The foul-mouthed British satirist Armando Iannucci, of “Veep” fame, wanted to do something optimistic after his last movie, and since that last movie was “The Death of Stalin,” his more pleasant options were infinite.
“Stalin,” a transparent warning about the rise of autocrats around the world, was the most scabrous of the political satires for which Iannucci had become infamous, and its relentlessly bleak and darkly comic tone left him searching, as another British humorist would say, for something completely different.
He turned to one of his personal heroes, Charles Dickens, taking on the enormous task of condensing the sprawling story of David Copperfield — the adaptation is officially titled “The Personal History of David Copperfield” — into a two-hour movie.
As befit Iannucci’s mood, he removed or de-emphasized notes of melancholy and tragedy, and played up the warm and whimsical elements in Dickens story of an outcast who finds his way in the world as a writer.
He also threw casting wide open, so Dev Patel, as David, gets a chance to cross swords with Tilda Swinton (Betsey Trotwood), Peter Capaldi (Micawber) and Hugh Laurie (a wonderfully daft Mr. Dick). Nikki Amuka-Bird (Mrs. Steerforth) and Rosalind Eleazar (Agnes Wickfield) have plum roles.
The Inquirer talked to Iannucci about his literary hero, his unlikely foray in the PG realm, and his choices in making David Copperfield, which opens this weekend in theaters, in places where theaters are open.
Q: David Copperfield is a deeply humane and compassionate movie — attributes that loom large in your previous work mainly by their conspicuous absence. What did it feel like to work in this emotional realm?
A: People associate the word “Dickensian” with sentimentality, but if you read the books, yes there are maudlin moments, but there are also kind of angry moments and moments of real passion and raw drama. And of course comedy. Lots and lots of just plain funny moments. He’s celebrating peoples’ variety, highlighting their eccentricity, their individuality. That for me is Dickens, that’s what I’ve always been drawn to. I wanted it to be a celebratory film.
Q: Dickens wrote for a mass audience. In that spirit, this movie has its arms open wide to everybody — in terms of the PG audience that can see it, in terms of the way you cast it.
A: I was conscious of the fact that this is a movie for all generations. My movies are usually full of cursing and swearing. This is the first thing I’ve made that the (parental guidance ratings) certificate allows anyone to see it, and I think different generations will take different things from it.
I said to everyone — cast and crew — at the start, ‘Imagine no one has made a period drama before and there are no rules, no conventions, no expectations.’ We just want to tell our story.
Q: The movie is true to its 19th century setting in terms of the sets and costumes, but with an unmistakably contemporary feel, in part because of race-neutral casting.
A: I thought it was important that even though we really researched the look — there is 1840s wallpaper and clothes and hair — I wanted to the movie to have one foot in the present. But there was a thing about period drama that we wanted to get right: The characters don’t know they’re in one. They think they are in their own present day, so they should act like they are. People in the audience can feel that and connect with the characters.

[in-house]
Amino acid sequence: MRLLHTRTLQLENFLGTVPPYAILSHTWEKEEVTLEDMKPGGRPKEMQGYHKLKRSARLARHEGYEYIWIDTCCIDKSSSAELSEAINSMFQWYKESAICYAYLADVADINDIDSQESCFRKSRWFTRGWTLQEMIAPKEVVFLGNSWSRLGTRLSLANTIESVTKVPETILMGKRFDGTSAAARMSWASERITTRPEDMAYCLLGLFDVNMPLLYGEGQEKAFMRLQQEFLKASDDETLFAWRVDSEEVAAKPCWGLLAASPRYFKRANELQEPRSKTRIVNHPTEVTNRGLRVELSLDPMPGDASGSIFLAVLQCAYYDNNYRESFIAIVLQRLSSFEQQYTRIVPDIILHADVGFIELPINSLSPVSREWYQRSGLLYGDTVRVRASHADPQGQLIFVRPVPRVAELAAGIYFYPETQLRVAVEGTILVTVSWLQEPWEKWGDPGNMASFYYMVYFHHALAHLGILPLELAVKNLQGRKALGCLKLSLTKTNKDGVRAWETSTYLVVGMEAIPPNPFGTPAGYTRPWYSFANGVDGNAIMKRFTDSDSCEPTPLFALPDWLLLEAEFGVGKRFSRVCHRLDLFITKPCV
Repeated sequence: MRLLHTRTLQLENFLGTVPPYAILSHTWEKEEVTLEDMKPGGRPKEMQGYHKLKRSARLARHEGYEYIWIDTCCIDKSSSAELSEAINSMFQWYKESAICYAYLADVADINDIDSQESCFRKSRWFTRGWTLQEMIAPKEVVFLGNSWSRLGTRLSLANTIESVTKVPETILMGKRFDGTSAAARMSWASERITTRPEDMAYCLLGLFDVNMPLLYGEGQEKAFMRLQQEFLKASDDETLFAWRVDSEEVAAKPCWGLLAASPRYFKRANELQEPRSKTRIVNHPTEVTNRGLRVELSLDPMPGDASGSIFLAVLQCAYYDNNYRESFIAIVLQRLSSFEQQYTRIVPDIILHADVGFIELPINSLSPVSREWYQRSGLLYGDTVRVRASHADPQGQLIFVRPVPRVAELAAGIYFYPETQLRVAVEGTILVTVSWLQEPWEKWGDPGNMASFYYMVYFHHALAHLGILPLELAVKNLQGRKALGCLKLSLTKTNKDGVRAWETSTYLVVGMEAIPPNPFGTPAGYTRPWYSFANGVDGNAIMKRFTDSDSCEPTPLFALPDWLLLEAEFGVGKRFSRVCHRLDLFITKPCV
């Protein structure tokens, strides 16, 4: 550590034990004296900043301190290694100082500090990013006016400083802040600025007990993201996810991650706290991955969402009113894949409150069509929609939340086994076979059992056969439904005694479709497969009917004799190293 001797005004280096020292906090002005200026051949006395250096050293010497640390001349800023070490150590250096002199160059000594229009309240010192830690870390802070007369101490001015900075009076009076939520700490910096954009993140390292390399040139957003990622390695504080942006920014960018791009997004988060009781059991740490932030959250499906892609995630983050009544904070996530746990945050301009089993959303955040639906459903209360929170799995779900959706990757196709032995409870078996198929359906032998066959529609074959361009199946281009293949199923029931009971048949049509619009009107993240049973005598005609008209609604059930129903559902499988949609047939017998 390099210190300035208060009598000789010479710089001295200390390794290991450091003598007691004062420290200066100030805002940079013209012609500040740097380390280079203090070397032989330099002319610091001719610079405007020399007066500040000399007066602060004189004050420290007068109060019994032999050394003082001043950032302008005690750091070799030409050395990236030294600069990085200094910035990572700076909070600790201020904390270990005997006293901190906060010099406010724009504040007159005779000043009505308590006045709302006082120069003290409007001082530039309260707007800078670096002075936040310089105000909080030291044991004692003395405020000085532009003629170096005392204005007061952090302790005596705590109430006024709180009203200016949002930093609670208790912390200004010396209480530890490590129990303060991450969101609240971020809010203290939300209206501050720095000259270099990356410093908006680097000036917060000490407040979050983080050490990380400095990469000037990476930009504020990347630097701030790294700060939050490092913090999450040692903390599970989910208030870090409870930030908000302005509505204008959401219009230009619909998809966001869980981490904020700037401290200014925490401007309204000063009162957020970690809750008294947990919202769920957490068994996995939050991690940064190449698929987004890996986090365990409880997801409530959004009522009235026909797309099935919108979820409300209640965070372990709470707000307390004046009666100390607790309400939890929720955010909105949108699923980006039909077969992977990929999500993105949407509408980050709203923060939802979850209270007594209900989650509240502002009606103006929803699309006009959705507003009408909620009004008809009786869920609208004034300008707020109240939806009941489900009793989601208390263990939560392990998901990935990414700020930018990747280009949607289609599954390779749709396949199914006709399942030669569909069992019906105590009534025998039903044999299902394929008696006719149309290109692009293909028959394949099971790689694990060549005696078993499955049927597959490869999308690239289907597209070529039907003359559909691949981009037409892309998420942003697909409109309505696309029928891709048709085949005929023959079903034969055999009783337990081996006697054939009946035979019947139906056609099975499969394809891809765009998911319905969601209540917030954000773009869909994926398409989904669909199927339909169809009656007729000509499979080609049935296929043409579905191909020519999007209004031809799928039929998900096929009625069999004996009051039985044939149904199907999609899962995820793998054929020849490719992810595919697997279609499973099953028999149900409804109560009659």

Q: Putting Dev in the role of David helps underscore the universality of Dickens’ work and themes.
A: “David” is for anyone who wonders whether they’re an outsider or not, whether they belong to the group that they are in or not. I think originally when the novel came out it was about class and your financial status but now so many things mark you as being the same or different or similar or diverse.
It’s interesting, when Dev and I first started talking about the film, we both are both of different generations but we’re both first generation from immigrant parents. My father came over from Naples after the Second World War and Dev’s family, obviously he as an Indian background. Although we grew up in the U.K. and we feel British, there is a part of us that thinks we are something else, we are Other. Do people see us as Other? That is certainly an element of it. At the same time, I think it really celebrates individuality.
Q: You’ve also added eccentricities to David (a talent for mimicry) that are not there in the book, so that he’s part of the sprawling roster of Dickensian goofballs.
A: That’s taken from Dickens’ children. We give it to David in the film, but his children would talk about hearing their father writing upstairs. He would look in the mirror and become the characters, and work out the dialogue that way. In the book David is an observer, someone that things happen to. He absorbs everything around him, and in a movie he has to exude it. We knew we needed to give him something to make that happen, so we looked to Dickens own personality.
Q: As funny as the movie is, it also invokes favorite Dickens themes — poverty, homelessness, debt, the exploitation of children. Orwell said he was that rare writer who could attack his country’s institutions and not be hated for it.
A: That’s right. And interestingly, the more successful he became, the more he got into the center of the establishment via fame and celebrity, the more angry the novels became. The closer up he gets to how the county and its empire work, the more frustrated he became, and the more he wanted to write about it.
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